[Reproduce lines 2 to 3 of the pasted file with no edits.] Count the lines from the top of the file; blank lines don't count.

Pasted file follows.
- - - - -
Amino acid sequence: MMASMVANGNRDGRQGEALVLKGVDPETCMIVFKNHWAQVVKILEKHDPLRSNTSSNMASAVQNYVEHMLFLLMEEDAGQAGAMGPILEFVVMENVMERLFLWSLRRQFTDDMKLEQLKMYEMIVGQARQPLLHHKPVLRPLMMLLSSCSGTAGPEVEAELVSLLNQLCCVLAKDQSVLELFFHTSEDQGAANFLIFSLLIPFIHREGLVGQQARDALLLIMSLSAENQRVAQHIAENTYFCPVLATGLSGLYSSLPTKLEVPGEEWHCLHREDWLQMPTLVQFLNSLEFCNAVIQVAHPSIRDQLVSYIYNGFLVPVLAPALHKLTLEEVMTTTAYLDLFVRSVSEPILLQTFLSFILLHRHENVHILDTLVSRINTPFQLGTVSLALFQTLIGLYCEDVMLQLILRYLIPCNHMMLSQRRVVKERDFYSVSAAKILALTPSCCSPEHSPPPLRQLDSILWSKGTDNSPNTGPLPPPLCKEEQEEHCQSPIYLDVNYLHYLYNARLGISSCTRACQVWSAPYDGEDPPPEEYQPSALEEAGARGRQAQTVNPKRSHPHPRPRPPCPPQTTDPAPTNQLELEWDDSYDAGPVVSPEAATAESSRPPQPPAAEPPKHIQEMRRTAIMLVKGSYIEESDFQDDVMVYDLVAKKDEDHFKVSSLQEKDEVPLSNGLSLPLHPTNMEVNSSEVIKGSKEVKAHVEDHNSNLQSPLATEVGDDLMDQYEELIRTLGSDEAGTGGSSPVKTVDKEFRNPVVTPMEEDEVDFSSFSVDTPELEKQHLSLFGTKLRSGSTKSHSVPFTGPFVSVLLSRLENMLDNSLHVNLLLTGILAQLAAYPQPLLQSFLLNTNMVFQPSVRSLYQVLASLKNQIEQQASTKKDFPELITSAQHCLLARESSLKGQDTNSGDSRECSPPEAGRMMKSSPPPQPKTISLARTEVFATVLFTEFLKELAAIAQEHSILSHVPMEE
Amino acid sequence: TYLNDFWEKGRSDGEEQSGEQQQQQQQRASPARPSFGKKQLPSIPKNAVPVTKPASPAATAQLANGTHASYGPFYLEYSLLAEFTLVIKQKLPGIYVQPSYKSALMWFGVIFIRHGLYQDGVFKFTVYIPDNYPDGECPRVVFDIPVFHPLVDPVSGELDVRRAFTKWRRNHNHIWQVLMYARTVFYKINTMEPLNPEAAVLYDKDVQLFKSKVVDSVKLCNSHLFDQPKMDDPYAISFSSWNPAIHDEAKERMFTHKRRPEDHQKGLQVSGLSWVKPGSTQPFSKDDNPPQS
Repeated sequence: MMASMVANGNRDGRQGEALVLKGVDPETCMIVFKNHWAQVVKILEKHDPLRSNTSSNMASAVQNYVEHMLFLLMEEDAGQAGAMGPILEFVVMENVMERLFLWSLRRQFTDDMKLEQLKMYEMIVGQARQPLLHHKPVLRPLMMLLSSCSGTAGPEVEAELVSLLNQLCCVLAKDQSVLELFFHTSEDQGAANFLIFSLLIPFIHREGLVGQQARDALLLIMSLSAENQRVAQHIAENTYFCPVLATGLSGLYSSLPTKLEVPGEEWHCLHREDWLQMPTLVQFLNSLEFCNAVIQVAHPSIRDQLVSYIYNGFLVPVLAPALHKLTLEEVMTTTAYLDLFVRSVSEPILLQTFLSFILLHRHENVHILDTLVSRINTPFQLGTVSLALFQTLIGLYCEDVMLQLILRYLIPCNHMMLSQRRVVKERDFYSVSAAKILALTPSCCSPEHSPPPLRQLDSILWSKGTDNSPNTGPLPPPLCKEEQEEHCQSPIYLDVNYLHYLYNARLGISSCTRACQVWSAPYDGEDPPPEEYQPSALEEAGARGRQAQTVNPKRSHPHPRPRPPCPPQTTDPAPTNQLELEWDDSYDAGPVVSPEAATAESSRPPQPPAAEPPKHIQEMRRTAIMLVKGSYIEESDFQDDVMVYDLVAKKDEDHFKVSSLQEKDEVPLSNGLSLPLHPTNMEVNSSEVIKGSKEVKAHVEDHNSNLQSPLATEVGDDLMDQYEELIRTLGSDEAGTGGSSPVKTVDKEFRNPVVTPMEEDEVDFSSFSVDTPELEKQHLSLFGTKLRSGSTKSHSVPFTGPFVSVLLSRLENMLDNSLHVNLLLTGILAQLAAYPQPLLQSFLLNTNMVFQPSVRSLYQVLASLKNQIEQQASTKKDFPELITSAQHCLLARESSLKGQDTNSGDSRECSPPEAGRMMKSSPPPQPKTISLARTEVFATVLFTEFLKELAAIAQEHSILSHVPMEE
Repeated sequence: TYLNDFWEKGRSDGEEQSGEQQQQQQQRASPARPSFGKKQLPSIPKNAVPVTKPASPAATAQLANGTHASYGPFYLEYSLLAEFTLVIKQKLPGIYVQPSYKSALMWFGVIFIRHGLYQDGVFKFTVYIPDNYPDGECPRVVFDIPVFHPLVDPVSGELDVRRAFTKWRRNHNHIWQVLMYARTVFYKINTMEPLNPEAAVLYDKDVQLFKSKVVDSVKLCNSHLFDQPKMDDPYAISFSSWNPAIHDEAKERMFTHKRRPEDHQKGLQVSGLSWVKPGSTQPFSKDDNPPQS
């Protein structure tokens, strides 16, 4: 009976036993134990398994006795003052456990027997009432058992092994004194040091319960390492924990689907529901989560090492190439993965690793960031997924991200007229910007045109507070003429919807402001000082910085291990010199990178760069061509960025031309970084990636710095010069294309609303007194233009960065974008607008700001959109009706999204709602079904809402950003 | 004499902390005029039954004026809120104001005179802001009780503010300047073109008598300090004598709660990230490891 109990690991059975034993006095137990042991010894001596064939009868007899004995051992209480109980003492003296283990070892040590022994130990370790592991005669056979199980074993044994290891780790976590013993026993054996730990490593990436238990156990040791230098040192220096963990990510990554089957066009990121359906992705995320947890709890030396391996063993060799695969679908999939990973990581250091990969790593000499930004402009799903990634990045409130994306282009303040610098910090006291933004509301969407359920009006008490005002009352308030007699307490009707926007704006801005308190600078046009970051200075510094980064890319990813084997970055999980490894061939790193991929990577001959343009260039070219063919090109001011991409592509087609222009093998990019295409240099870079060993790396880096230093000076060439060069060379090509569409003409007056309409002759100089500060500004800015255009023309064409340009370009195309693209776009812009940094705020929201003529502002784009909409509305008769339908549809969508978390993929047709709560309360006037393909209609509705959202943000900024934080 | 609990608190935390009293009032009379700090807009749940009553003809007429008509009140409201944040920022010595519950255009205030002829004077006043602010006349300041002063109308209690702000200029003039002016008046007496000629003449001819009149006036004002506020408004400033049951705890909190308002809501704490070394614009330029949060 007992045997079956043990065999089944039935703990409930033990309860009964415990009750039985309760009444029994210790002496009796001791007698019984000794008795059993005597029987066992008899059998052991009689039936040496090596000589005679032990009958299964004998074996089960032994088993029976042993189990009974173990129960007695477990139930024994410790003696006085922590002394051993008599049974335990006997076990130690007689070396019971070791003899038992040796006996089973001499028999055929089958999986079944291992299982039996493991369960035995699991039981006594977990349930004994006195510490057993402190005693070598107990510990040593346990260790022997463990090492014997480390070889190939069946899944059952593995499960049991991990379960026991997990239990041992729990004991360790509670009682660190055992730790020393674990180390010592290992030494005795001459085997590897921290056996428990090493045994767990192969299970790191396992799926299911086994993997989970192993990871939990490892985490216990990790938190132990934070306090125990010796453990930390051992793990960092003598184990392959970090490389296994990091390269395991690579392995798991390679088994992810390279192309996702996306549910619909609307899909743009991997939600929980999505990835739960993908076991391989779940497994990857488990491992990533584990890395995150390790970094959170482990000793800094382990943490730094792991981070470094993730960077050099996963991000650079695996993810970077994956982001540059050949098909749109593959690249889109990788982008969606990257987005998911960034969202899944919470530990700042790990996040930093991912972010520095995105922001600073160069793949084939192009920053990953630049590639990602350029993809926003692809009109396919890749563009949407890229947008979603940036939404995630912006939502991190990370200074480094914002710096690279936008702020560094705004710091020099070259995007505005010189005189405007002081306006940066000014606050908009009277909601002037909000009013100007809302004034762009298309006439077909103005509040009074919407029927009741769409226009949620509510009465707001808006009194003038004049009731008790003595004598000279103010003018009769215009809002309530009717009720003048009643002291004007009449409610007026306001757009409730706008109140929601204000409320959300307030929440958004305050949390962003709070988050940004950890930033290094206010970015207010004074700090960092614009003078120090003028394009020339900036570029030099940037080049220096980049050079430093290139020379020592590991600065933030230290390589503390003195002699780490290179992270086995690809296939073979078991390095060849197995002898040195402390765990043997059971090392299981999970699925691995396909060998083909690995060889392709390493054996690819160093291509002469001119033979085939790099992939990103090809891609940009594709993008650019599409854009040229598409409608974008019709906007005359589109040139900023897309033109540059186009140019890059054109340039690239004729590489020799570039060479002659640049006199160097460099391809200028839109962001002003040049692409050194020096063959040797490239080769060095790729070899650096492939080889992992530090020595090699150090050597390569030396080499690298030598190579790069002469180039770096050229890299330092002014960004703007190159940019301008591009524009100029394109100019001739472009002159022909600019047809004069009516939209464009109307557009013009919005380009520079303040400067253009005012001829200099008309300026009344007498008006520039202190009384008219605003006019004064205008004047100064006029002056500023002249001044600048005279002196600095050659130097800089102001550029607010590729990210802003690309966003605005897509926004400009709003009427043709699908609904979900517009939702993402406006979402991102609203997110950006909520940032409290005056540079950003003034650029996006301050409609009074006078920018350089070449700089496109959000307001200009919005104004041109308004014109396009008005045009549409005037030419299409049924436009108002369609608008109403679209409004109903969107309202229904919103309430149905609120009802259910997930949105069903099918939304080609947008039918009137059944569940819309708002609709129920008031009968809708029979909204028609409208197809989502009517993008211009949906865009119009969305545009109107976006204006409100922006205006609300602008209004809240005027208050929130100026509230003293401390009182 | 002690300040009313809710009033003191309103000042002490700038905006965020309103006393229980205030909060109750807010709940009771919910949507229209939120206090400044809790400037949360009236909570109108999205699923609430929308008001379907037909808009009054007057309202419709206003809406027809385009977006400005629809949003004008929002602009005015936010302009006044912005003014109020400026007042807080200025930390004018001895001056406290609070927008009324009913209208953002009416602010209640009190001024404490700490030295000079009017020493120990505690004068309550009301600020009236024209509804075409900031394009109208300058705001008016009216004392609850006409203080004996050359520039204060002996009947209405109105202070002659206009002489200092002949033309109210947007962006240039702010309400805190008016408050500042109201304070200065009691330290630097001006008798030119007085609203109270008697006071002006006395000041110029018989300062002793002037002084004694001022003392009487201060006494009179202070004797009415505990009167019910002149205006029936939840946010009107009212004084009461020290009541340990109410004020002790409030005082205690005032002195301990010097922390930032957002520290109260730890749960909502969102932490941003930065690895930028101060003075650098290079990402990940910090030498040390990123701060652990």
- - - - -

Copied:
Amino acid sequence: TYLNDFWEKGRSDGEEQSGEQQQQQQQRASPARPSFGKKQLPSIPKNAVPVTKPASPAATAQLANGTHASYGPFYLEYSLLAEFTLVIKQKLPGIYVQPSYKSALMWFGVIFIRHGLYQDGVFKFTVYIPDNYPDGECPRVVFDIPVFHPLVDPVSGELDVRRAFTKWRRNHNHIWQVLMYARTVFYKINTMEPLNPEAAVLYDKDVQLFKSKVVDSVKLCNSHLFDQPKMDDPYAISFSSWNPAIHDEAKERMFTHKRRPEDHQKGLQVSGLSWVKPGSTQPFSKDDNPPQS
Repeated sequence: MMASMVANGNRDGRQGEALVLKGVDPETCMIVFKNHWAQVVKILEKHDPLRSNTSSNMASAVQNYVEHMLFLLMEEDAGQAGAMGPILEFVVMENVMERLFLWSLRRQFTDDMKLEQLKMYEMIVGQARQPLLHHKPVLRPLMMLLSSCSGTAGPEVEAELVSLLNQLCCVLAKDQSVLELFFHTSEDQGAANFLIFSLLIPFIHREGLVGQQARDALLLIMSLSAENQRVAQHIAENTYFCPVLATGLSGLYSSLPTKLEVPGEEWHCLHREDWLQMPTLVQFLNSLEFCNAVIQVAHPSIRDQLVSYIYNGFLVPVLAPALHKLTLEEVMTTTAYLDLFVRSVSEPILLQTFLSFILLHRHENVHILDTLVSRINTPFQLGTVSLALFQTLIGLYCEDVMLQLILRYLIPCNHMMLSQRRVVKERDFYSVSAAKILALTPSCCSPEHSPPPLRQLDSILWSKGTDNSPNTGPLPPPLCKEEQEEHCQSPIYLDVNYLHYLYNARLGISSCTRACQVWSAPYDGEDPPPEEYQPSALEEAGARGRQAQTVNPKRSHPHPRPRPPCPPQTTDPAPTNQLELEWDDSYDAGPVVSPEAATAESSRPPQPPAAEPPKHIQEMRRTAIMLVKGSYIEESDFQDDVMVYDLVAKKDEDHFKVSSLQEKDEVPLSNGLSLPLHPTNMEVNSSEVIKGSKEVKAHVEDHNSNLQSPLATEVGDDLMDQYEELIRTLGSDEAGTGGSSPVKTVDKEFRNPVVTPMEEDEVDFSSFSVDTPELEKQHLSLFGTKLRSGSTKSHSVPFTGPFVSVLLSRLENMLDNSLHVNLLLTGILAQLAAYPQPLLQSFLLNTNMVFQPSVRSLYQVLASLKNQIEQQASTKKDFPELITSAQHCLLARESSLKGQDTNSGDSRECSPPEAGRMMKSSPPPQPKTISLARTEVFATVLFTEFLKELAAIAQEHSILSHVPMEE